The Kabul times, Afghanistan Trustable News Agency.
EconomicNationalReportSocial

Silk work and silk weaving, tradition in Afghanistan

Silk weaving dates back thousands of years and kept thousands of Afghan families in business. The people especially women are still weaving silk products in various parts of the country, particularly in Herat, a province in the country’s west that has a long tradition of producing silk used to weave carpets and silk.
Decades of war and fighting have put negative impacts on silk weaving and its business in the country. Now that security has improved following the Islamic Emirate (IEA) takeover, people particularly women have once again turned to weaving silk, but sales of silk products have fallen, and the market for silk weaving in Herat has shrunk.
According to the weavers, poor-quality fabrics imported from neighboring countries have replaced domestic silk fabrics, such as winter blankets and handkerchiefs. The once flourishing silk trade that it was so proud of has been threatened by cheaper foreign imports which threatened generations of silk making families.
Silk weavers believe that some traders have started importing Chinese and Pakistani silk products which are sold in low prices in Afghanistan markets. Therefore, people have turned to buying foreign silk products as they’re cheaper than those made or produced by Afghans.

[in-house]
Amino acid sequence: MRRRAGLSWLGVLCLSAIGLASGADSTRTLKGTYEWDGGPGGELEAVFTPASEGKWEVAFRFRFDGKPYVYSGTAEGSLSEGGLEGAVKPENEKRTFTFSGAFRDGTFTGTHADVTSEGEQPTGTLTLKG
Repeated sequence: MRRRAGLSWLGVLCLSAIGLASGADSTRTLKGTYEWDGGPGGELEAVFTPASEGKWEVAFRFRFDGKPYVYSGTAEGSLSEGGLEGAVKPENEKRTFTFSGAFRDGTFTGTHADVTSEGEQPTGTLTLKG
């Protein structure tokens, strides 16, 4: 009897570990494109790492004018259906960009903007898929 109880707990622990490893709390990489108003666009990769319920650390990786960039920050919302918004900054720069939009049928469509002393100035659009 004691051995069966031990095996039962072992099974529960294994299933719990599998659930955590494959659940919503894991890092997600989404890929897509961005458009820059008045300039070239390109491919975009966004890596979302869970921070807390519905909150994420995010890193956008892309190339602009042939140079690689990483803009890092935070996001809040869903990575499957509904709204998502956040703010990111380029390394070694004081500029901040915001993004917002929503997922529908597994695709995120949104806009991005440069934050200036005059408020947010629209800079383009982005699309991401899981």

Despite that there’s no good market for silk products in Afghanistan, Afghan silk weavers say they have not stopped the silk weaving profession. According to silk weavers in Herat, silk weaving is the profession of most families; therefore, they will not stop the silk weaving profession.
Based on reports, thousands of people and their families are involved in silk weaving which aims to provide a means of subsistence and potentially lead the international market access for silk producers in the country.
Herat is famous for its mulberry trees which the silkworms feed on and thrive in the dry climate. The popular wool and silk Afghanistan carpets made by different segments of the people can sell for a price that can cost thousands of U.S. dollars.
Carpets are Afghanistan’s best-known export, woven mostly by women and children in the north of the country, a trade which once employed, directly or indirectly, six million people, or a fifth of the country’s population, although that figure has dropped sharply in recent years.
In recent years cheaper silk has been bought as an alternative but as with any material which is cheaper to produce and buy, the quality is also lessened. For example, a pure, silk scarf might cost some 300 – 500 afghani, whereas a synthetic type of silk which could be imported from China, Pakistan and other neighboring countries would cost lower than 200 afghani.
The silk market is located in a historic site in Herat’s ancient city. Only four of the several weaving machines that were once present in this market are still in use. In Herat’s silk market, the price of natural threads has doubled recently and Afghanistan-made silk products have the best quality and cost higher than those imported from regional countries particularly Pakistan and China.
Once there had been silk business in the region. People still know about the Silk Road that came into being from the 1st century BC, following efforts by the Yuezhi and Xiongnu in the Tarim Basin in north west China to consolidate a road to the Western world and India.
Saida Ahmadi

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The Kabul times, Afghanistan Trustable News Agency.